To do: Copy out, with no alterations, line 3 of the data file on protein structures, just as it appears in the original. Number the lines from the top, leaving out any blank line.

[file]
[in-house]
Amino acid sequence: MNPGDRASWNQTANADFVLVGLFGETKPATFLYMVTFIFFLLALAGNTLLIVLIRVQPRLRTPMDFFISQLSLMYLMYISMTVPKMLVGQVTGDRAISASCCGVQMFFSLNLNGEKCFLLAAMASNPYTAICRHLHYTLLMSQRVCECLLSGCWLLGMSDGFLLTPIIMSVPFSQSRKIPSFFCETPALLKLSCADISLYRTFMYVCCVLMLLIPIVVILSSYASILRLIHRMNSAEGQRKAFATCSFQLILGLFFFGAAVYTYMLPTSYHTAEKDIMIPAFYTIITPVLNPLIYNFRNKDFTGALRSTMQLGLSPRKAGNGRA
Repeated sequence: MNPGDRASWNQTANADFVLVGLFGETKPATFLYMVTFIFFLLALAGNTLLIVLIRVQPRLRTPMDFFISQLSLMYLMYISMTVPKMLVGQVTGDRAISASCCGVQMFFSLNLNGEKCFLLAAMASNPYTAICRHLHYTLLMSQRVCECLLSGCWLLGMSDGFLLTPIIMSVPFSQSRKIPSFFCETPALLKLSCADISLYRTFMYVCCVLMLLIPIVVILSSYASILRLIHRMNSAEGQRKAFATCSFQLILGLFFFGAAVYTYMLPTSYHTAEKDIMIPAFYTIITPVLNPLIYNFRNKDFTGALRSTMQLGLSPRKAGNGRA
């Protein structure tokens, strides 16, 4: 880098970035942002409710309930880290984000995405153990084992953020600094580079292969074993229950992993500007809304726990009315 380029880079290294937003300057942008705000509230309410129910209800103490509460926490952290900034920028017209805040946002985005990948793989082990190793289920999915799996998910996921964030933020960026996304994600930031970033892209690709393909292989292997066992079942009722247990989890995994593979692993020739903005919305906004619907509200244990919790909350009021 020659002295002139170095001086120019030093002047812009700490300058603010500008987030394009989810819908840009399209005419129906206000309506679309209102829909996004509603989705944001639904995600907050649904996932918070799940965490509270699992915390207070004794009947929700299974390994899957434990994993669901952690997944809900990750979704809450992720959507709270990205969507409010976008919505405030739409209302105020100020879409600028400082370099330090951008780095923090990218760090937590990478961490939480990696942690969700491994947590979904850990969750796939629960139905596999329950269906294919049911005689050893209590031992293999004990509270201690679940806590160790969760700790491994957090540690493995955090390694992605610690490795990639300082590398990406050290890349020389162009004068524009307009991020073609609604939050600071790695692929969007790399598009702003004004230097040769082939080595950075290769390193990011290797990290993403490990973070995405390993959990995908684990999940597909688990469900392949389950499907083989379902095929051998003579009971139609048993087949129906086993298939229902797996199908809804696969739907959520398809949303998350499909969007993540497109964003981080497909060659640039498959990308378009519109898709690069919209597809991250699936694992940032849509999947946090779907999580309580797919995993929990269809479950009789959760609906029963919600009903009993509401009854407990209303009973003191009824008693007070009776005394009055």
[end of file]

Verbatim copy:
Repeated sequence: MNPGDRASWNQTANADFVLVGLFGETKPATFLYMVTFIFFLLALAGNTLLIVLIRVQPRLRTPMDFFISQLSLMYLMYISMTVPKMLVGQVTGDRAISASCCGVQMFFSLNLNGEKCFLLAAMASNPYTAICRHLHYTLLMSQRVCECLLSGCWLLGMSDGFLLTPIIMSVPFSQSRKIPSFFCETPALLKLSCADISLYRTFMYVCCVLMLLIPIVVILSSYASILRLIHRMNSAEGQRKAFATCSFQLILGLFFFGAAVYTYMLPTSYHTAEKDIMIPAFYTIITPVLNPLIYNFRNKDFTGALRSTMQLGLSPRKAGNGRA